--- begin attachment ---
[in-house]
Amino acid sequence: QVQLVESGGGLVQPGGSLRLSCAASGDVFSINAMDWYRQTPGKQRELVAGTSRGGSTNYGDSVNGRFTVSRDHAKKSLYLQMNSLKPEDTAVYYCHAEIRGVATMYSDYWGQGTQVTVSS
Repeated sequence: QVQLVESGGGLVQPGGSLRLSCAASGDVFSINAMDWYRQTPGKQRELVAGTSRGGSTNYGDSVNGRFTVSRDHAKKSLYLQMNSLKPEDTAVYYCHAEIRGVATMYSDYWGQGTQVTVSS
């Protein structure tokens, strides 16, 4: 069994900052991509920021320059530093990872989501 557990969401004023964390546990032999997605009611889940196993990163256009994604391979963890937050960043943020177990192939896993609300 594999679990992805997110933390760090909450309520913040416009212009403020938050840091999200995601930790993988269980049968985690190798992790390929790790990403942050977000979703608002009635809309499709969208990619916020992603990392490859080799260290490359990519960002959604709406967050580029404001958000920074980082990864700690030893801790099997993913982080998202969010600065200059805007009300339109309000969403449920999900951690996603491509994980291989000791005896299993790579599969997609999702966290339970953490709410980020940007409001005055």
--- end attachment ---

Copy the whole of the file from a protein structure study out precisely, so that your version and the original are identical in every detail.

[in-house]
Amino acid sequence: QVQLVESGGGLVQPGGSLRLSCAASGDVFSINAMDWYRQTPGKQRELVAGTSRGGSTNYGDSVNGRFTVSRDHAKKSLYLQMNSLKPEDTAVYYCHAEIRGVATMYSDYWGQGTQVTVSS
Repeated sequence: QVQLVESGGGLVQPGGSLRLSCAASGDVFSINAMDWYRQTPGKQRELVAGTSRGGSTNYGDSVNGRFTVSRDHAKKSLYLQMNSLKPEDTAVYYCHAEIRGVATMYSDYWGQGTQVTVSS
């Protein structure tokens, strides 16, 4: 069994900052991509920021320059530093990872989501 557990969401004023964390546990032999997605009611889940196993990163256009994604391979963890937050960043943020177990192939896993609300 594999679990992805997110933390760090909450309520913040416009212009403020938050840091999200995601930790993988269980049968985690190798992790390929790790990403942050977000979703608002009635809309499709969208990619916020992603990392490859080799260290490359990519960002959604709406967050580029404001958000920074980082990864700690030893801790099997993913982080998202969010600065200059805007009300339109309000969403449920999900951690996603491509994980291989000791005896299993790579599969997609999702966290339970953490709410980020940007409001005055």